Hope everyone had a spooky Halloween! Today, we hear about ghost writing, music, and the adventures of childhood. Enjoy this week’s interview:
Tell us about yourself and your background.
My name is Karvy. I have a degree in music and spend most of my time either writing or immersed in Chopin. I am part of a collaboration called Karvy & Valor (karvyandvalor.com) where I write and blog and compose. I am also writing my first novel under my own name.
You have recently worked as a ghost writer. What is your writing process for such a project? Do you think that the behind-the-scenes nature of this job lives up to its name?
I’m not sure how typical my ghostwriting experience was. At the beginning of the project, I was handed a 20-page outline that I was told I had 45 days to make it into a 200-page manuscript. It was a delicate balance between writing something solid and keeping the client happy. The original outline was pretty rough. It’s a miracle if you can make something readable out of what you are given. You have to field some pretty wince-worthy ideas and most of the time your employer won’t recognize what is readable and what is not. I wrote for an employer who admittedly ‘didn’t really read much of anything,’ and still hadn’t made it past chapter seven at the time of the book release.
After I won the writer’s confidence, they gave me an immense amount of freedom, and I changed the last half of the outline. This was actually my first time writing fiction, and I adored it. It was so fantastic to have an excuse to get to write as much as I wanted. I would set my alarm for 5:20am and work for 8 hours, go off and teach and come back and work another couple hours when I got home at night. It was so exhilarating to see it taking shape and that experience helped build my confidence as a new writer.
I was pretty happy with the finished book, but after I sent it to the client, he got jumpy and wanted more opinions. He sent it to two different freelance editors and a screenplay writer, and they all inserted themselves into it with more audacity than taste. The end result was unreadable and felt like seven people with very different personalities and styles all had a drunken stab at it.
The book found its way back to me, and it broke my heart a little bit. You can’t get attached to your work as a ghostwriter because someone else owns it and has the legal right to mangle it after it is submitted. The client hired me to rewrite it in the space of a week, which I did because I felt a sort of responsibility for the characters. He gave me a team of two fantastic editors. The finished product was beautiful, but then some potential legal issues came up with some of the studies and medical language and assumptions in the book. It concerned the editors and me more than it did the client. He offered us all credits in the book, which was pretty rare in the ghostwriting world, but at the end of the day, it wasn’t worth the risk of getting pulled into someone else’s legal battle, should someone decide to sue him.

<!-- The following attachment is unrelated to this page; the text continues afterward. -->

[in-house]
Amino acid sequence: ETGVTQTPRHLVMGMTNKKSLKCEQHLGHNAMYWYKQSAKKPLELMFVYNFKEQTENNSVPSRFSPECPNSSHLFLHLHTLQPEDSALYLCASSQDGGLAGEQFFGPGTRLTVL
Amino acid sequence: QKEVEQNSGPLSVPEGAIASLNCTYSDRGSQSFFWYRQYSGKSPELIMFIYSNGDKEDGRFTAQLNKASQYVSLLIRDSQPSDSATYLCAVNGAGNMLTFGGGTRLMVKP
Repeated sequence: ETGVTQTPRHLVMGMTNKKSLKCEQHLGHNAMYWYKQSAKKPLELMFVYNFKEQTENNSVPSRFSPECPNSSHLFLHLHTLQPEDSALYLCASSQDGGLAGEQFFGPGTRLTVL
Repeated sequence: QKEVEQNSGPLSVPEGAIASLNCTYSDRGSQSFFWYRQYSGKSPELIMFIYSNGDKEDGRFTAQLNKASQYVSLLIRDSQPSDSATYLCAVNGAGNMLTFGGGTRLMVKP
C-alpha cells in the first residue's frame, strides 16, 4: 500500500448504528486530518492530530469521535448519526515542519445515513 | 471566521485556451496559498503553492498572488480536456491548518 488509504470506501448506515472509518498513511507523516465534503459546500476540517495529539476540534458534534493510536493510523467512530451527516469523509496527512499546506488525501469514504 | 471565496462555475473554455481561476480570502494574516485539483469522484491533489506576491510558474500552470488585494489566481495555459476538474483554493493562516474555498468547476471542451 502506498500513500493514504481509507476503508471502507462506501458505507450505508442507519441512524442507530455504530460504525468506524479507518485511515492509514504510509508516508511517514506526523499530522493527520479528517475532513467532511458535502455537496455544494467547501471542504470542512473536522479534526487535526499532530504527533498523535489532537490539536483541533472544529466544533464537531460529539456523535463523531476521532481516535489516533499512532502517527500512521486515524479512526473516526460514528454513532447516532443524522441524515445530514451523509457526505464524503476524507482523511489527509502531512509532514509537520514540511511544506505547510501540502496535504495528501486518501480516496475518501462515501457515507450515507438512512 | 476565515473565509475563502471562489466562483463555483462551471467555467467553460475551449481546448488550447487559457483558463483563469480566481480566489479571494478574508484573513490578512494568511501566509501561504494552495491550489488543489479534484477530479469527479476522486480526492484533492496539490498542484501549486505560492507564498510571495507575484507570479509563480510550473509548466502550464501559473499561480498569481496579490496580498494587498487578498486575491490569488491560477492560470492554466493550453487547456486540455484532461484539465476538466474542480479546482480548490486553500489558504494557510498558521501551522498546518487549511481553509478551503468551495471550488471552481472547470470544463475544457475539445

I gained so much from the experience, especially in working with the professional editors; that being said, ghostwriting is not something I plan to do again. I was recently at the book release in San Francisco. I can’t explain how strange it is to hear someone pitching a book, that you wrote, as his own.
How has music influenced your writing or vice versa?
I’m a pretty emotional, serious person—always have been. When I was young, music was my form of expression, and I hardly wrote at all. There was little privacy in our house, so I rarely kept a journal or wrote anything down, or if I did, I would scratch it out, tear it into pieces, and throw it in five separate trash bins so no one could piece it back together. Music was safe because it was an anonymous release. In a household as big as mine was, I needed a place that was my own where I could express my feelings anonymously. I am a pianist and am drawn to the kind of music that has depth and grief. It is still a challenge for me to write honestly. I think my writing is catching up, but there is still a part of me that is conditioned to filter my work through the lens of whom I will or won’t offend, wanting to shield the people close to me, whereas music has no bounds. In a way, music is the perfect non-dualistic art form. It inspires a moving connection and empathy through its fluidity. I hope someday my writing can inspire that kind of empathy.
I am currently writing a novel that is pushing me towards vulnerability and transparency in ways I wouldn’t have believed possible. It has been an experience of growth, and sometimes, I feel amazed that I feel free enough to write it.
You also teach music lessons to children. Do you consider teaching a form of poetry?
I think anything that sparks wonder can be a form of poetry. Most of the kids I work with are young, 6 or 7. They come in and sit on the bench and tell me all about their adventures, and I just get to take it all in. I love the way they see the world, so much innocence and zest for life. They are so present because everything to them is exciting and new and worth discovering and paying attention to. It’s a much better way to see the world, don’t you think?
How do you define poetry?
Poetry is like music: it holds the world with metaphor. Another dimension by which to contemplate the human experience.
“Hand in Smoke”: http://www.zedge.net/wallpaper/10140846/